Instead, Lowry was honing his short game and finally took to proper golf at age 12. A decade later, in 2009, he was Britain and Ireland’s next great amateur golfer after Rory McIlroy had turned pro two years earlier.
Lowry won a chance to be one of four amateurs to compete in the Irish Open, the nation’s top tournament, with the stated goal to simply make the cut. Instead, he won the whole thing after a three-hole playoff. He turned pro four days later.
A decade later, he’s putting together the best year of his professional career. He finished eighth at the PGA Championship at Bethpage Black in May. He carded a blistering 8-under 63 on Saturday at Royal Portrush to take a four-shot lead into the final round over Tommy Fleetwood.
Lowry, 32, had a chance for birdie on the 18th hole that came up half an inch short. Had it dropped, he would have tied the mark for the lowest round in the tournament’s history. As it stands, he’s now the owner of the British Open’s 54-hole record (197).
He’s climbed the leader board day by day, picking up confidence at the course not even 200 miles from his hometown, rounding into form after a rough start to begin the year.
“I felt like I could come here and come under the radar,” Lowry said. “I’m not quite under the radar anymore. I didn’t feel like a forgotten Irishman. But hopefully, I’m the one they’re talking about tomorrow evening.”
In 10 tournaments before the British Open, he missed the cut five times. He seemed to have righted the ship at the RBC Heritage in April, but didn’t make the weekend the very next week at the Zurich Classic of New Orleans.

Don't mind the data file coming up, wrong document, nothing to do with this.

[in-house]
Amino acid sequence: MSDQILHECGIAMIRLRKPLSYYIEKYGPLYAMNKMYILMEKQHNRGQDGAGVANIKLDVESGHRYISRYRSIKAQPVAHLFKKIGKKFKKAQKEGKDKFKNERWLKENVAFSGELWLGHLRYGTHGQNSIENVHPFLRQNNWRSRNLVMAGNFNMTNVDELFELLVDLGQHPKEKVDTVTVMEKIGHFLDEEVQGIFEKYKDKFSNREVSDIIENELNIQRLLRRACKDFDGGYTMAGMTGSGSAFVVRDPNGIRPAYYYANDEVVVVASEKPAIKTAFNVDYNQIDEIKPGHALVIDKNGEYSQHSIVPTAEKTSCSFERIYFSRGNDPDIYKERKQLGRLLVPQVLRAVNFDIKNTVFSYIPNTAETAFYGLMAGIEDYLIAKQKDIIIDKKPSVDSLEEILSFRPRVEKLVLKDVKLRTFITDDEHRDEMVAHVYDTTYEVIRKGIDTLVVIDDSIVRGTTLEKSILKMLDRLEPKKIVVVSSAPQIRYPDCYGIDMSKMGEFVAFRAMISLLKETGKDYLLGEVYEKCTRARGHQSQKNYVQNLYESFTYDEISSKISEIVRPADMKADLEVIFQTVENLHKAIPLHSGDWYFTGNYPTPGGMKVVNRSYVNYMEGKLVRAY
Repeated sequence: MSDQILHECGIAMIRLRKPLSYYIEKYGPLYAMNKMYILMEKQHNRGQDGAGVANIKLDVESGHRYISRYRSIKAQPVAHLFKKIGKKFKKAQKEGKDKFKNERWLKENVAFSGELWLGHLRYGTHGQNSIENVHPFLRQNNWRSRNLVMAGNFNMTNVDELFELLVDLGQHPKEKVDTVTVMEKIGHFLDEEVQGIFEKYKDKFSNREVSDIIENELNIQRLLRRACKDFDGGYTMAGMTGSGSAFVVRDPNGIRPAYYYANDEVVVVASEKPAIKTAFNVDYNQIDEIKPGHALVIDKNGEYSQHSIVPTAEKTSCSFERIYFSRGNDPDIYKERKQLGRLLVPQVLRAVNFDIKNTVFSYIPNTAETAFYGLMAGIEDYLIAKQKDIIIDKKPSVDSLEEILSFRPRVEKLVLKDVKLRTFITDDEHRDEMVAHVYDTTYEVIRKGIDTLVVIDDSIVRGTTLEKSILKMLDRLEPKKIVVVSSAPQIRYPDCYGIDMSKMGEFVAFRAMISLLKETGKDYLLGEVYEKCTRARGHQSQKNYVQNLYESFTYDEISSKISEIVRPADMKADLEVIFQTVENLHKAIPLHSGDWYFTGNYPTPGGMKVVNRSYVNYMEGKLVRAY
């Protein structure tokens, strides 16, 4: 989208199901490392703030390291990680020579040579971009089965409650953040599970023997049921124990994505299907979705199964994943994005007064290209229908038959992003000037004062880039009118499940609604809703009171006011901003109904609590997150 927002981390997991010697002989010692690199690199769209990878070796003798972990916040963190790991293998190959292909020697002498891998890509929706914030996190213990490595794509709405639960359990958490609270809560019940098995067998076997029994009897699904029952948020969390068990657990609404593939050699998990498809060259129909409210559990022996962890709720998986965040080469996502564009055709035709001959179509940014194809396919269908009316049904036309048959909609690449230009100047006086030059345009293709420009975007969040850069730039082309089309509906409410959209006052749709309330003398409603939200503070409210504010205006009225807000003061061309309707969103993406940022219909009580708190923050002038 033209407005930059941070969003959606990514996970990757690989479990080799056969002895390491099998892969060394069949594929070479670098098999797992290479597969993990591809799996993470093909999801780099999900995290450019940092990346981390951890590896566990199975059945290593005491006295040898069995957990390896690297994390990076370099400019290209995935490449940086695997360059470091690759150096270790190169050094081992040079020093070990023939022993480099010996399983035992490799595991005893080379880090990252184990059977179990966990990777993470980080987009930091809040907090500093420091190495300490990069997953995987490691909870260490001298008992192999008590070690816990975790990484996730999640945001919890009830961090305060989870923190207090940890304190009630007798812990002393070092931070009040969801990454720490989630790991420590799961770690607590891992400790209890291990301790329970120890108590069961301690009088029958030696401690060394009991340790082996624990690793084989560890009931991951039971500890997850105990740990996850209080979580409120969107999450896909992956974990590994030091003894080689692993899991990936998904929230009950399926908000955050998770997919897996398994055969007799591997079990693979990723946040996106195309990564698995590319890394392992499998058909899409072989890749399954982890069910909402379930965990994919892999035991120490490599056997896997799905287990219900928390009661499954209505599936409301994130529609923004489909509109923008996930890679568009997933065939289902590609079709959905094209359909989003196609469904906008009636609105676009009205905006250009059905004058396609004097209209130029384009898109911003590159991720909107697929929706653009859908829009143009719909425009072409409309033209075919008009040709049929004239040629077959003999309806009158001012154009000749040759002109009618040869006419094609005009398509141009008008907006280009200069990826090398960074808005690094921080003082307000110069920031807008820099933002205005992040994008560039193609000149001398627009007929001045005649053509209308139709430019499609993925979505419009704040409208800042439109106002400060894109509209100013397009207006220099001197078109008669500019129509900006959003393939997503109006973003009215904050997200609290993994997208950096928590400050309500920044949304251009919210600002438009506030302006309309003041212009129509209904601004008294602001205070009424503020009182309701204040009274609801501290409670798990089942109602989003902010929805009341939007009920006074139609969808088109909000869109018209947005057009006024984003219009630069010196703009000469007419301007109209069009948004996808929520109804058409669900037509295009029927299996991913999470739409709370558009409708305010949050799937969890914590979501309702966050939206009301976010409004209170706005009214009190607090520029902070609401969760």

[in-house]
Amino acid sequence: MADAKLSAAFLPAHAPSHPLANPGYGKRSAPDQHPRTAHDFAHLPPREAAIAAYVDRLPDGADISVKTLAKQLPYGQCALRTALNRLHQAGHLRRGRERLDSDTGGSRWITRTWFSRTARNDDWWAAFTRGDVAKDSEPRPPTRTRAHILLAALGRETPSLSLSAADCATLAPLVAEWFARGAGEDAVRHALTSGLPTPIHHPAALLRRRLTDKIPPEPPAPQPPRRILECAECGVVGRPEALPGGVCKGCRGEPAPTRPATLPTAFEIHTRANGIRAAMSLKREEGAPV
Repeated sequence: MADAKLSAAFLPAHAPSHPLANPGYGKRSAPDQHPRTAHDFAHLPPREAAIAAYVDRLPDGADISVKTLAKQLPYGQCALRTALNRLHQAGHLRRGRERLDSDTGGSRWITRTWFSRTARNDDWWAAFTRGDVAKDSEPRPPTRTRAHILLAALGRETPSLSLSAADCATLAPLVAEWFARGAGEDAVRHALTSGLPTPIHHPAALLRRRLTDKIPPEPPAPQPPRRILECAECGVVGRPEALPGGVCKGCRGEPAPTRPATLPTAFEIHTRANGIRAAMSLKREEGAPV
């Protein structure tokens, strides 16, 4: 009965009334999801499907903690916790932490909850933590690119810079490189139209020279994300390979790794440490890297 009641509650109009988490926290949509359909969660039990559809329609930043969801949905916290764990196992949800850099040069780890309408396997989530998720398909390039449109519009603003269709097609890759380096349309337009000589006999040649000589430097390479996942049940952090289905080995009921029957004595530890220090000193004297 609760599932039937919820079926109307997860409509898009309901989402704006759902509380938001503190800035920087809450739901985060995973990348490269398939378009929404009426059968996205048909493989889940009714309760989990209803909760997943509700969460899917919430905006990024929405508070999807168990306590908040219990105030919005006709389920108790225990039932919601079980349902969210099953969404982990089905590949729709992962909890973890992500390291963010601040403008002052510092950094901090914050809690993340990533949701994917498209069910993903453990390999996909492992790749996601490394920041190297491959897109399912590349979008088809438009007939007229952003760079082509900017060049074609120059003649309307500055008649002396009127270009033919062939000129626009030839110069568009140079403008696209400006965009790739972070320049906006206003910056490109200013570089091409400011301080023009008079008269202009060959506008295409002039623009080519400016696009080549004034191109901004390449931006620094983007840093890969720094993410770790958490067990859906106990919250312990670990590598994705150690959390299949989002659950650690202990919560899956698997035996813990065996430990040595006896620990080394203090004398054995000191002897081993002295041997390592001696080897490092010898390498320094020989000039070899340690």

At the RBC Canadian Open in June, he finished second, seven shots behind McIlroy, for a $668,800 payday. But he stumbled to 28th at his next start, the U.S. Open at Pebble Beach, leaving him on uncertain footing.
“I don’t feel like practice went unbelievably well this week. I felt a little bit uncomfortable,” he told the Irish Times about his training sessions at Royal Portrush.
He and Coach Neil Manchip headed to a local pub Wednesday night to talk things out, chatting for 40 minutes over coffee.
“We just put everything out in the open, everything out on the table, what could happen, what might happen,” he said. “I left that room full of confidence and ready to go. (But) I was probably as nervous as I’ve been in quite a while on the first tee, almost ever, I’d say.
“It’s the British Open, it’s in Ireland, I’m playing well, I feel like I should come up and do well. I’m sure there’s plenty of golfers standing on the first tee feeling uneasy. You wouldn’t be human if you weren’t nervous or uneasy about playing in the biggest tournament in the world.
“I just hope I’m nervous on Sunday afternoon out there. It’s right where you want to be, and you have to tell yourself that when you’re there. Where would you rather be? Would you rather be here or sitting at home watching on TV?”